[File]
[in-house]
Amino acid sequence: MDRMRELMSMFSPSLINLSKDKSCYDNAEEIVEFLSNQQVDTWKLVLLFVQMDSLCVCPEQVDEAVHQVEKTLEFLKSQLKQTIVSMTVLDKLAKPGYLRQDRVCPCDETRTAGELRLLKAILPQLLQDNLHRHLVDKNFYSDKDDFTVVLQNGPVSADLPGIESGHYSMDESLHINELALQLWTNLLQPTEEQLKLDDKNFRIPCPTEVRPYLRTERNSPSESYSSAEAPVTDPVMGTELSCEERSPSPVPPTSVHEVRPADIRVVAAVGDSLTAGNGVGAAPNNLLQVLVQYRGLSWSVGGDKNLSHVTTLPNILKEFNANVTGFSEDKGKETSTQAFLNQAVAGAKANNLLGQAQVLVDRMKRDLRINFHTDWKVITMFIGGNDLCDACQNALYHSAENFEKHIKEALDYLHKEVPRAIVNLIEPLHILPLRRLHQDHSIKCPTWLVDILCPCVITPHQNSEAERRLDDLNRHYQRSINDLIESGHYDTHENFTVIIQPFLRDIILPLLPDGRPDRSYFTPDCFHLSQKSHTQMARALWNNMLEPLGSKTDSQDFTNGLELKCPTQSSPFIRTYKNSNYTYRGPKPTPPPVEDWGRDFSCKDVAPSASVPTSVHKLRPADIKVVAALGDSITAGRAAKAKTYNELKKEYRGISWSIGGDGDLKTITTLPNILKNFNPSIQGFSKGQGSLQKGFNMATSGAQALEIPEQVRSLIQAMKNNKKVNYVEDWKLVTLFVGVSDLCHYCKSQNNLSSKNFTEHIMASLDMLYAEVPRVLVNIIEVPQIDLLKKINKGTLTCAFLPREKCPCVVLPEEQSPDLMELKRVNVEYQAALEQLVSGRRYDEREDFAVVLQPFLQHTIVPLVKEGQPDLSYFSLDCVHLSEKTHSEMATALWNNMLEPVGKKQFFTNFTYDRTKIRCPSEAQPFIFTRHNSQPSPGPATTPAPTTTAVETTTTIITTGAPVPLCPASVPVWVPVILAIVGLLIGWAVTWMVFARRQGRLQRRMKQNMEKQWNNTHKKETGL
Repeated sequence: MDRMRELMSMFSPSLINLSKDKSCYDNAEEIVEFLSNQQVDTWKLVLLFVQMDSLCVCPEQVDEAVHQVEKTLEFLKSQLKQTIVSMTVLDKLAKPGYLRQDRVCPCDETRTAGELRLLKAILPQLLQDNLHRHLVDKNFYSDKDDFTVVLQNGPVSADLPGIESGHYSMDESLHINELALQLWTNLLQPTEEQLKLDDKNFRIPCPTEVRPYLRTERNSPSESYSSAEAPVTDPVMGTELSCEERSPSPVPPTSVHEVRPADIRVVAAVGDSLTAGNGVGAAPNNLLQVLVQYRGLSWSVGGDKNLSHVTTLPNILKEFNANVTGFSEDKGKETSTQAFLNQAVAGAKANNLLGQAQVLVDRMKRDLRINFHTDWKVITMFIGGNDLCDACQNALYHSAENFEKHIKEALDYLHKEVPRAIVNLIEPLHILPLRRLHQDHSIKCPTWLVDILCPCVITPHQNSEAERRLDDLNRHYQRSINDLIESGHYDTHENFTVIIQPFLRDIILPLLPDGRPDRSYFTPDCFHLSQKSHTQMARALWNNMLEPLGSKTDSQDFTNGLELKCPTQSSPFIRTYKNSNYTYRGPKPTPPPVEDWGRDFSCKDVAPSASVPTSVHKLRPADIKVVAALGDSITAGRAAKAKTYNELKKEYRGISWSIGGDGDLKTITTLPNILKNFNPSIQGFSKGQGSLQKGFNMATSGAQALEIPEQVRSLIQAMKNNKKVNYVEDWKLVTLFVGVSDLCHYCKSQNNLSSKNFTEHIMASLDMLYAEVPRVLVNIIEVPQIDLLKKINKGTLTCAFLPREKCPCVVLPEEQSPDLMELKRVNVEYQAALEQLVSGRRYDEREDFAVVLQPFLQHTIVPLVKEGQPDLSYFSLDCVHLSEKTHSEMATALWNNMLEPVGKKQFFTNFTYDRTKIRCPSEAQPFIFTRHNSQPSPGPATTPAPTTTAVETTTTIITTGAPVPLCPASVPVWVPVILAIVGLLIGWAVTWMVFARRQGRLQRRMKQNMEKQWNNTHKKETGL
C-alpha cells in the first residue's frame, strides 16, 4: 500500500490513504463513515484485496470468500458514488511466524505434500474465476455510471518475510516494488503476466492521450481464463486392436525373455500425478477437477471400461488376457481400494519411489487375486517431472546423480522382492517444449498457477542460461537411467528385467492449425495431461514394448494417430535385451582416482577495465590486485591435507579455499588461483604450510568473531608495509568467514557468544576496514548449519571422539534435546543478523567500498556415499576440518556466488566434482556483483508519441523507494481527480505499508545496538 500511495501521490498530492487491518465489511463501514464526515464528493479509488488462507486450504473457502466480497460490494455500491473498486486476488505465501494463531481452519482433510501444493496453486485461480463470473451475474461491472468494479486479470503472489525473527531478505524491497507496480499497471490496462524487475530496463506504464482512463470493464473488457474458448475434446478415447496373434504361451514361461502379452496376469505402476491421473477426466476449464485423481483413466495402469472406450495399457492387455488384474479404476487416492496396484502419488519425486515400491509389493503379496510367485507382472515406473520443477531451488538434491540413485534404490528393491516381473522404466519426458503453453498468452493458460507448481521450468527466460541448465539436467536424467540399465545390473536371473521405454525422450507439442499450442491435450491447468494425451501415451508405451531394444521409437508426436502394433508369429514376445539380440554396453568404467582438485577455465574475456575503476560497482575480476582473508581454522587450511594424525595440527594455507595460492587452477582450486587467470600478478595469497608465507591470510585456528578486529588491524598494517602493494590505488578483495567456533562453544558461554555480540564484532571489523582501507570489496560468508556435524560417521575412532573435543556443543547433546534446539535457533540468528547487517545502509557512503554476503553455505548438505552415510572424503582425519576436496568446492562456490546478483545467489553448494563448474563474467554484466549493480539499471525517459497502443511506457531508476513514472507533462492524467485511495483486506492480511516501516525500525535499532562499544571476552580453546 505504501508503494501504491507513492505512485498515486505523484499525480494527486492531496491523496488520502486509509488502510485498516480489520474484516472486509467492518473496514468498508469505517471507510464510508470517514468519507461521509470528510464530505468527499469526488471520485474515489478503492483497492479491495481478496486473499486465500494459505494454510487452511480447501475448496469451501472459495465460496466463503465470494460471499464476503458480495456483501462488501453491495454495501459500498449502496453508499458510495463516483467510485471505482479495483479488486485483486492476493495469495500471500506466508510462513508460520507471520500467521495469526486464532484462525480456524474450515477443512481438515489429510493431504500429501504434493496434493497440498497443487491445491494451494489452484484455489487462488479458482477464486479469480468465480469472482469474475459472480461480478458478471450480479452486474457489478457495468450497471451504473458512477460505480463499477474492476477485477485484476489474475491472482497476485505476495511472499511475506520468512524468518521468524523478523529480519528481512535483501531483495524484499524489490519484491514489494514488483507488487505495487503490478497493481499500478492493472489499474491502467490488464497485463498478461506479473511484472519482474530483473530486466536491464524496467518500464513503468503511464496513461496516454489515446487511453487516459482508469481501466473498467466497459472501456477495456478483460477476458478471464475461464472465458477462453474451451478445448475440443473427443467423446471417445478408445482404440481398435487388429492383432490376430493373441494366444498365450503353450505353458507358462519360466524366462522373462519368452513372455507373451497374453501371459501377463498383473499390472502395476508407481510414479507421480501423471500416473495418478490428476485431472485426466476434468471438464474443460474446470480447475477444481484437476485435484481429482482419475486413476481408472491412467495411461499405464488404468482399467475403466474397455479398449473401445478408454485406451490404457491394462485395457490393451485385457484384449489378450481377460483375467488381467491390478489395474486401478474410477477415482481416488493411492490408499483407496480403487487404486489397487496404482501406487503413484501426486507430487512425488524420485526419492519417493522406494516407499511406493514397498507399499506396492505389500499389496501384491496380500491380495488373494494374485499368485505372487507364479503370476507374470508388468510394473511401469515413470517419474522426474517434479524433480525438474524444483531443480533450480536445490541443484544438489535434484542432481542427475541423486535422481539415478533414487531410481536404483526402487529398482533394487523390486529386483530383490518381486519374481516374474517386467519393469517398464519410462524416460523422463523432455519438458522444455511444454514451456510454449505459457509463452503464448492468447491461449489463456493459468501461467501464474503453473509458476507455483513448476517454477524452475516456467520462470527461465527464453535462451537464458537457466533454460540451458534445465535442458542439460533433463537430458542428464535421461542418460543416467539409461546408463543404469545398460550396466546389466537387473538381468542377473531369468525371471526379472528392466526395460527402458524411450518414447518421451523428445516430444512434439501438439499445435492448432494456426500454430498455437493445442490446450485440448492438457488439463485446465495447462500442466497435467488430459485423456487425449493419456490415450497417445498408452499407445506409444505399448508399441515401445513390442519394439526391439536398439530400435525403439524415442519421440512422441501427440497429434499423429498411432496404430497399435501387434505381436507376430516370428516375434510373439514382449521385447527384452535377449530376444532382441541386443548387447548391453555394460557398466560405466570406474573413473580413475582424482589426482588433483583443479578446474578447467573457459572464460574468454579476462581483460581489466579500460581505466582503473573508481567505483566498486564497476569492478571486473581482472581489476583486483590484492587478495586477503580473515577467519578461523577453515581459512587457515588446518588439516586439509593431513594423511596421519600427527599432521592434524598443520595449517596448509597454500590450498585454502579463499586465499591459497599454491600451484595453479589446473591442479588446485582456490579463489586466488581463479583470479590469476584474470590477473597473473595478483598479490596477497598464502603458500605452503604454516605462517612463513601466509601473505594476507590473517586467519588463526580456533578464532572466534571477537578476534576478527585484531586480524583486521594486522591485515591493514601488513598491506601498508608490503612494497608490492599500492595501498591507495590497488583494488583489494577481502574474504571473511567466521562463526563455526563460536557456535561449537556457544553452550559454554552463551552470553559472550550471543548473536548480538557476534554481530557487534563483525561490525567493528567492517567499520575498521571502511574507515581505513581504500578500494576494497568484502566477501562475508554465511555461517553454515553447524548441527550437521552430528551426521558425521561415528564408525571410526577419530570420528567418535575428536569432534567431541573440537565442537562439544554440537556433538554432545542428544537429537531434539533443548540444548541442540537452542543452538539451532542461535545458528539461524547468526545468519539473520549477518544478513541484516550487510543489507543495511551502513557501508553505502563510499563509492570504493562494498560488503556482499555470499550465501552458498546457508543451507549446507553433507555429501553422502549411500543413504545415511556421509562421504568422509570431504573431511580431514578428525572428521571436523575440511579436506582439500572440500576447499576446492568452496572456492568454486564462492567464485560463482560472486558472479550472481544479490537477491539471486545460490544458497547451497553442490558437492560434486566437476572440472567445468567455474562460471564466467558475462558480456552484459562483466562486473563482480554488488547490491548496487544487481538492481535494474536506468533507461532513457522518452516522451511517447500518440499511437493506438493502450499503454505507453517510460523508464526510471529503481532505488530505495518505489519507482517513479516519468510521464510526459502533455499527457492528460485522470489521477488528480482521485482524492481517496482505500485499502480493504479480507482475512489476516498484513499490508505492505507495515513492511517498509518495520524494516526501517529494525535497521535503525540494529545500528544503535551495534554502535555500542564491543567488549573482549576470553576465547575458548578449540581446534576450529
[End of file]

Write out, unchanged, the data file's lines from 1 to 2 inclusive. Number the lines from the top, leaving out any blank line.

[in-house]
Amino acid sequence: MDRMRELMSMFSPSLINLSKDKSCYDNAEEIVEFLSNQQVDTWKLVLLFVQMDSLCVCPEQVDEAVHQVEKTLEFLKSQLKQTIVSMTVLDKLAKPGYLRQDRVCPCDETRTAGELRLLKAILPQLLQDNLHRHLVDKNFYSDKDDFTVVLQNGPVSADLPGIESGHYSMDESLHINELALQLWTNLLQPTEEQLKLDDKNFRIPCPTEVRPYLRTERNSPSESYSSAEAPVTDPVMGTELSCEERSPSPVPPTSVHEVRPADIRVVAAVGDSLTAGNGVGAAPNNLLQVLVQYRGLSWSVGGDKNLSHVTTLPNILKEFNANVTGFSEDKGKETSTQAFLNQAVAGAKANNLLGQAQVLVDRMKRDLRINFHTDWKVITMFIGGNDLCDACQNALYHSAENFEKHIKEALDYLHKEVPRAIVNLIEPLHILPLRRLHQDHSIKCPTWLVDILCPCVITPHQNSEAERRLDDLNRHYQRSINDLIESGHYDTHENFTVIIQPFLRDIILPLLPDGRPDRSYFTPDCFHLSQKSHTQMARALWNNMLEPLGSKTDSQDFTNGLELKCPTQSSPFIRTYKNSNYTYRGPKPTPPPVEDWGRDFSCKDVAPSASVPTSVHKLRPADIKVVAALGDSITAGRAAKAKTYNELKKEYRGISWSIGGDGDLKTITTLPNILKNFNPSIQGFSKGQGSLQKGFNMATSGAQALEIPEQVRSLIQAMKNNKKVNYVEDWKLVTLFVGVSDLCHYCKSQNNLSSKNFTEHIMASLDMLYAEVPRVLVNIIEVPQIDLLKKINKGTLTCAFLPREKCPCVVLPEEQSPDLMELKRVNVEYQAALEQLVSGRRYDEREDFAVVLQPFLQHTIVPLVKEGQPDLSYFSLDCVHLSEKTHSEMATALWNNMLEPVGKKQFFTNFTYDRTKIRCPSEAQPFIFTRHNSQPSPGPATTPAPTTTAVETTTTIITTGAPVPLCPASVPVWVPVILAIVGLLIGWAVTWMVFARRQGRLQRRMKQNMEKQWNNTHKKETGL